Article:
Thursday, December 31, 2009

A strategy for the New Year

For many writers the goal for the New Year is to get published. Any worthwhile goal should have a viable strategy to get there. What might such a strategy look like? The first and most important thing is to effectively target who we want to approach.

Just going down the Writer’s Digest and picking names to submit to is a recipe for failure. The odds of such a cold-call submission succeeding is very slim, but what do we have to lose, right? Actually what we have to lose is burning bridges that with the right approach might be a successful contact. But once we have managed to successfully secure a rejection, that avenue is gone.

No, successful contacts are not made with publishing houses, but rather with editors, and ideally with editors or agents that we have managed to establish some sort of contact with. This is the difficult part of making submissions, finding the right people and knowing WHY they are the right person to submit to. The best way is by identifying what projects they have been involved in that makes us believe they are right for our project. Not just the house, but the right editor.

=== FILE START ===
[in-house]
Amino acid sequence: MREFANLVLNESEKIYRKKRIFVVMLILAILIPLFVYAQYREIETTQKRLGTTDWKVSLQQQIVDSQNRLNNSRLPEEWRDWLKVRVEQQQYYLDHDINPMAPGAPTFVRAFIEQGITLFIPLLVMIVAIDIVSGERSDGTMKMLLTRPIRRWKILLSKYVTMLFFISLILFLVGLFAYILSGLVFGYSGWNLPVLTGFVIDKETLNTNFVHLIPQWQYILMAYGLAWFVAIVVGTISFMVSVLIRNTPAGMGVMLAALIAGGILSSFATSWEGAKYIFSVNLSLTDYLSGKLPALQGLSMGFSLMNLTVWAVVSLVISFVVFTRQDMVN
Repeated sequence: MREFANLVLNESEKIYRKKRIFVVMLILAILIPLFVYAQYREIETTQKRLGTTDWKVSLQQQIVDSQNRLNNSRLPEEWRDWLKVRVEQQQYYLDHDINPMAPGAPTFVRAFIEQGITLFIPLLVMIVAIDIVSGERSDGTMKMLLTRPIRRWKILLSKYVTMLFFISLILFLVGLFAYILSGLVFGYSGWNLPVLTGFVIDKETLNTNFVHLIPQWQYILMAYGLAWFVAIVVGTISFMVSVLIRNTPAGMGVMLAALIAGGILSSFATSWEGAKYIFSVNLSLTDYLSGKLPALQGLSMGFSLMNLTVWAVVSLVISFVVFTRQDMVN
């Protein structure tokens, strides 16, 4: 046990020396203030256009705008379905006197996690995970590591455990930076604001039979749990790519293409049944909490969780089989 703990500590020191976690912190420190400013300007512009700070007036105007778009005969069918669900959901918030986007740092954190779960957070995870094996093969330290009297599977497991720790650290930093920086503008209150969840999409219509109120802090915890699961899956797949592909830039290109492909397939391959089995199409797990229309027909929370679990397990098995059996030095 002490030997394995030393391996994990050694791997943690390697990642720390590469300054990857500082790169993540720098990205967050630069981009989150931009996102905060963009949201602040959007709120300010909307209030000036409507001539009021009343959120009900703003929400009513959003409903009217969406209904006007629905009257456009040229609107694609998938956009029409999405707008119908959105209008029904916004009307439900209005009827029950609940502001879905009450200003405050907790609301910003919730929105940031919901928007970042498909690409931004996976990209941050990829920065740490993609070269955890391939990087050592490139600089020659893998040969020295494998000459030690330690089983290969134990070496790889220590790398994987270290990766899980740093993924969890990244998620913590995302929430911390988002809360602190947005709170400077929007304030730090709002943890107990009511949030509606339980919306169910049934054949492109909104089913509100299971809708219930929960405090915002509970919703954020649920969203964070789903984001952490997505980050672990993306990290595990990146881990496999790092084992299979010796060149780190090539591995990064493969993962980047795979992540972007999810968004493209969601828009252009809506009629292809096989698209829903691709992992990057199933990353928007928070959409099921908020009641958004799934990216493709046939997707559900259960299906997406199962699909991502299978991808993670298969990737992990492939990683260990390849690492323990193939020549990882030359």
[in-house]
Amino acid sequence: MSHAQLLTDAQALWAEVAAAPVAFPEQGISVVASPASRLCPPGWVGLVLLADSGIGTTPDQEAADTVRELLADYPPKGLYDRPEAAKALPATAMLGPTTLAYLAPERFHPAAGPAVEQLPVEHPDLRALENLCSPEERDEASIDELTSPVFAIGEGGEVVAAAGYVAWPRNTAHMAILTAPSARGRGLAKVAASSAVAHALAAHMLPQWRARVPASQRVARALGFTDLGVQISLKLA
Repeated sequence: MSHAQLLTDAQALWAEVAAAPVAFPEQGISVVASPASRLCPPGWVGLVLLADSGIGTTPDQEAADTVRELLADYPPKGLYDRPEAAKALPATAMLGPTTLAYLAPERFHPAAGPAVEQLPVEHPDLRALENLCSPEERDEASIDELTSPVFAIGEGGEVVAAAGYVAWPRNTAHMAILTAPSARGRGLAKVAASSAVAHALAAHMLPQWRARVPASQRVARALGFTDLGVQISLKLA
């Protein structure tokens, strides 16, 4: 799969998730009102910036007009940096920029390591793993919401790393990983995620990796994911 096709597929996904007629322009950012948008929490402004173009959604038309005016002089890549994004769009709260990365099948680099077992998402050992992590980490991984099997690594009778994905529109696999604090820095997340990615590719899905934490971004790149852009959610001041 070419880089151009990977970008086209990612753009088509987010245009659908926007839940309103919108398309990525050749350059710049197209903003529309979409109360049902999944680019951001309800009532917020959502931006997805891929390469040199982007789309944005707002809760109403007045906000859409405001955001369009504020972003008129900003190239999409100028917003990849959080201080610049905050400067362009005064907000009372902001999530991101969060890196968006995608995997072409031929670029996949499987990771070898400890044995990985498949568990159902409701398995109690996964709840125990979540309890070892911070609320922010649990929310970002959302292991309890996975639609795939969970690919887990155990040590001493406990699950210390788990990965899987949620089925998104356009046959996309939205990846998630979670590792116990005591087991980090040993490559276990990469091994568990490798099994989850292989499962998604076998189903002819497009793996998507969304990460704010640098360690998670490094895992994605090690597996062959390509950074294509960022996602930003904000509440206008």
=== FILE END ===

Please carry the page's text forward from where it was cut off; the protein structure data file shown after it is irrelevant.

Ninety per cent of making a successful submission is targeting the right person to send it to. The majority of such submissions aren’t successful and the reason on a high number of them is they simply are not sent to the right person or to a specific person at all. “To Whom it May Concern” submissions are quite likely to draw a “To Whom it May Concern” response which is not likely to be favorable.

If we have effectively targeted the right place to go, then the next step is a great query letter and proposal. These are the sales documents for our books. Occasionally I have someone say “I don’t want to put a proposal together, that’s what I want an agent for.” I wish them luck. I can only take a few of the many submissions that are made to me and they are going to be people who have given me a terrific proposal that shows me how strong a sales pitch can be made on the project. I’ll never know a project as good as the author, so the starting point for me has to be a good proposal.

So the strategy is good targeting, a very professional pitch and proposal, (I have an ebook at my website on ‘Pitch and Promote like a Pro’ at if you need help ) and finally we need patience. At any given time, even with good research and targeting, our project may only fit at a single place in the industry. Within a short period of time it may only fit at ANOTHER specific place. That means making a good connection will by definition entail a lot of misses and near misses. Too many people don’t understand and get discouraged when it is simply the process of finding the right match. Those who publish have the patience to see it through, learn the editing that is required, and get the training they need to grow in their craft.

So what is your goal for 2010? And have you formulated a strategy to give you the best shot at achieving it?

Monday, December 28, 2009

Is there such a thing as an over-believer?